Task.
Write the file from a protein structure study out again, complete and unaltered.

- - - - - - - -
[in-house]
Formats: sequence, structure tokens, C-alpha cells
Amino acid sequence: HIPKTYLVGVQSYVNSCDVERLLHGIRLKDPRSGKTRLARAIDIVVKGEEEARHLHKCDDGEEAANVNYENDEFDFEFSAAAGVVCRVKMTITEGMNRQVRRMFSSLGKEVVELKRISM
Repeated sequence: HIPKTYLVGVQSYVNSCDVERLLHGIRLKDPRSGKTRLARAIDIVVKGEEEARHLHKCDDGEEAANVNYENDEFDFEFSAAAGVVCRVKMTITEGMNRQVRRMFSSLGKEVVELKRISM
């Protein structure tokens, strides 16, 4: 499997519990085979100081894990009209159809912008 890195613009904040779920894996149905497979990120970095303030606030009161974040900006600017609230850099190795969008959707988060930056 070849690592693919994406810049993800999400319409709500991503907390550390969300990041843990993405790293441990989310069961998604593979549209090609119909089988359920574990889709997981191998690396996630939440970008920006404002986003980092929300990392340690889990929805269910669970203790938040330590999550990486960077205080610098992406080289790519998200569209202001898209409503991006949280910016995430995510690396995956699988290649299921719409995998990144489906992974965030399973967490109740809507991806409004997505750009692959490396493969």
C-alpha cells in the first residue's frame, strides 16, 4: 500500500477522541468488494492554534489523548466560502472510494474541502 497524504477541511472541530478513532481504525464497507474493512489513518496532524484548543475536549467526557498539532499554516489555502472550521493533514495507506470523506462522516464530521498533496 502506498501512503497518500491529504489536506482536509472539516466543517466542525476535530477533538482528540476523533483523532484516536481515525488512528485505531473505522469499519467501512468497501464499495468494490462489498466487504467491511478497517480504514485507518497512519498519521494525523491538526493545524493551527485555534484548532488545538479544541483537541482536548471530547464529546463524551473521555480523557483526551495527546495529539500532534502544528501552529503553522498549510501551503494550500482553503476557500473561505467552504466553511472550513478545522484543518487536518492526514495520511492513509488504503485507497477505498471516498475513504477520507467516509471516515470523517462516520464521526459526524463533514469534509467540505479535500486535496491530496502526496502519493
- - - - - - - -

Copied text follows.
[in-house]
Formats: sequence, structure tokens, C-alpha cells
Amino acid sequence: HIPKTYLVGVQSYVNSCDVERLLHGIRLKDPRSGKTRLARAIDIVVKGEEEARHLHKCDDGEEAANVNYENDEFDFEFSAAAGVVCRVKMTITEGMNRQVRRMFSSLGKEVVELKRISM
Repeated sequence: HIPKTYLVGVQSYVNSCDVERLLHGIRLKDPRSGKTRLARAIDIVVKGEEEARHLHKCDDGEEAANVNYENDEFDFEFSAAAGVVCRVKMTITEGMNRQVRRMFSSLGKEVVELKRISM
């Protein structure tokens, strides 16, 4: 499997519990085979100081894990009209159809912008 890195613009904040779920894996149905497979990120970095303030606030009161974040900006600017609230850099190795969008959707988060930056 070849690592693919994406810049993800999400319409709500991503907390550390969300990041843990993405790293441990989310069961998604593979549209090609119909089988359920574990889709997981191998690396996630939440970008920006404002986003980092929300990392340690889990929805269910669970203790938040330590999550990486960077205080610098992406080289790519998200569209202001898209409503991006949280910016995430995510690396995956699988290649299921719409995998990144489906992974965030399973967490109740809507991806409004997505750009692959490396493969």
C-alpha cells in the first residue's frame, strides 16, 4: 500500500477522541468488494492554534489523548466560502472510494474541502 497524504477541511472541530478513532481504525464497507474493512489513518496532524484548543475536549467526557498539532499554516489555502472550521493533514495507506470523506462522516464530521498533496 502506498501512503497518500491529504489536506482536509472539516466543517466542525476535530477533538482528540476523533483523532484516536481515525488512528485505531473505522469499519467501512468497501464499495468494490462489498466487504467491511478497517480504514485507518497512519498519521494525523491538526493545524493551527485555534484548532488545538479544541483537541482536548471530547464529546463524551473521555480523557483526551495527546495529539500532534502544528501552529503553522498549510501551503494550500482553503476557500473561505467552504466553511472550513478545522484543518487536518492526514495520511492513509488504503485507497477505498471516498475513504477520507467516509471516515470523517462516520464521526459526524463533514469534509467540505479535500486535496491530496502526496502519493